Hybrid Stringing II:
Mix and Match To A Perfect Hybrid
By Steve Crandall
Vice President, Sales & Marketing
Ashaway Racket Strings
Last time, we discussed the history of hybrid stringing and some of the benefits players have traditionally sought from hybrid strings. Now, let's take a closer look at some common types of hybrids, and explore some of the reasons why they are popular with certain types of players.
Have you ever stood in front of your stringer, debating over which string to use, and felt like you had to forfeit one benefit for another? For example, you often choose a durability string because you are a power player, and like to play hard, but don't like having to constantly re-string your racquet due to breakage. And yet, you miss the playability factor other strings provide. Or, you are a performance player who relies heavily on feel for ball control, but suspect your string does not maintain tension as well as other string choices.
Hybrid stringing allows the player to take advantage of the best properties each of the two strings has to offer-essentially, to get "the best of both worlds." As noted, hybrid stringing involves using two distinctively different types of string-one for the main strings and one for the cross strings-in the same racquet. Hybrid string sets can either come pre-packaged (such as Ashaway's Killfire™ hybrid strings) or can be created by the stringer.
Some of the most common properties players are looking for when they decide to use a hybrid string are increased durability, tension stability or playability. Let's take a look at which string combinations will give you these desired results.
The number one reason players use a hybrid string is increased durability. In a strung racquet, the main (or vertical) strings are the supporting strings. They are the strings that bear the wear load. They are also the strings that are "sawed" into by the cross (horizontal or playability) strings, frequently causing the mains to notch and break prematurely. This is a problem especially for power players.
The most popular main string used for adding durability to a hybrid is braided Kevlar®. Kevlar is a stiff, aramid fiber (also used in bulletproof vests) that won't fray or break easily. Resistant to the notching caused by the crosses sawing the mains, strings made from Kevlar last longer, even for power players. And, when matched with a solid playing cross string such as Ashaway's SuperKill® II or SuperKill 17, the resulting hybrid is both durable and playable.
Ashaway's MonoKill™ is also a popular main string for "durability hybrids." MonoKill is a tough polyester monofilament, with the added benefit of a smooth surface that makes it easy to string. Very resistant to wear from notching or sawing by the cross strings, MonoKill performs well when paired with a high playability string.
Another common reason players use a different main string is to hold tension more consistently over the life of the stringing job. Racquetball is a power game and players lose ball control as the racquet loses tension. By combining mains constructed with Kevlar, Vectran® or Zyex® fibers with a top performing cross string, players create a hybrid that will hold tension better than a standard string. This increase in tension stability improves the consistency of performance over the playing life of the strung racquet, and offers more dependable ball control.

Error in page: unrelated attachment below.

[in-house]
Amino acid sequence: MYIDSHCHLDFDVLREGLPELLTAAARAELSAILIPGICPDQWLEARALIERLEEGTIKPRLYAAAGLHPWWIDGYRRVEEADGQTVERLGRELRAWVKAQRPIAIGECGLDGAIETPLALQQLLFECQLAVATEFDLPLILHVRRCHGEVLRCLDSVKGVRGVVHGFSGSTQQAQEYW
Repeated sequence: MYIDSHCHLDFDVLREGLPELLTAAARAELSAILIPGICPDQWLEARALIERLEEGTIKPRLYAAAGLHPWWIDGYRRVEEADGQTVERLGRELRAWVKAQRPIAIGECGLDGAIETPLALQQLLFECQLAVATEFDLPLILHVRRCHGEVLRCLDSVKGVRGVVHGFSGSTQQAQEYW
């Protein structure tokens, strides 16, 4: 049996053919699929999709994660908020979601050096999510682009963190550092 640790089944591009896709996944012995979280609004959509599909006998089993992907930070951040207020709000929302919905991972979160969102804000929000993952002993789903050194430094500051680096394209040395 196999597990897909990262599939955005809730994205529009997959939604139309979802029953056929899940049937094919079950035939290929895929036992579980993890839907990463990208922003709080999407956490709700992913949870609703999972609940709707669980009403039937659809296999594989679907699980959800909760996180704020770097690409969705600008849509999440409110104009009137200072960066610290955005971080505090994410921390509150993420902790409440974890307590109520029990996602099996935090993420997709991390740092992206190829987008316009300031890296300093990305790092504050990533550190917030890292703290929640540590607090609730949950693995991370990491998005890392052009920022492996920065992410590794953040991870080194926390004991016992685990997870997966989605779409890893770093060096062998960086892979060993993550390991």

Zyex strings make an exceptionally good main for tension holding hybrids. While nylon can lose up to 25% of its original stringing tension immediately after stringing, Zyex does not lose nearly so much. For this reason the racquet should be strung at 10-15% less initial tension than nylon to achieve the same result. String Zyex at the same tension as you would nylon, and you are likely to be disappointed, with a stiff stringing job and poor resiliency.
As we know, many players will do anything to find a string that plays better than what they have, and will often experiment with hybrid stringing to increase performance. One such approach is to string with different gauges of string (like Ashaway's SuperKill II 16-gauge mains and SuperKill 17 crosses) for increased playability and bite on the ball. Using a string typically considered a "playability" string for the mains, in a thicker gauge for durability, adds increased resiliency and feel. And, when combined with a thinner "playability" string for the crosses, this hybrid's playability factor goes through the roof.
And people are spicing up the mix all the time. Imagine a racquet strung with high durability, tension-holding 17-gauge Zyex mains (like Ashaway's PowerKill™ 17) combined with crosses of a resilient 18-gauge multifilament squash string like Ashaway's SuperNick® XL Micro. The Zyex mains lend durability, power and tension holding properties to the mix. Borrowing from Squash, a nylon multifilament string like SuperNick XL Micro offers optimal performance in a narrower gauge, for supreme resiliency and ball control. A near perfect combination, this cross-sport hybrid would likely offer most players superior power, while maintaining good feel, playability, and reasonable durability.
As you can see, there are no limits to where racquetball hybrids may go in the future! As for our future-in our next column we'll explore other hybrid string combinations and concepts, and we'll talk to some top racquetball stringers for their comments on hybrid stringing.
Vectran is a registered trademark of Celanese Acetate L.L.C.
Kevlar is a registered trademark of DuPont.
Zyex is a registered trademark of ZYEX Ltd.
This article previously appeared in Racquetball Magazine.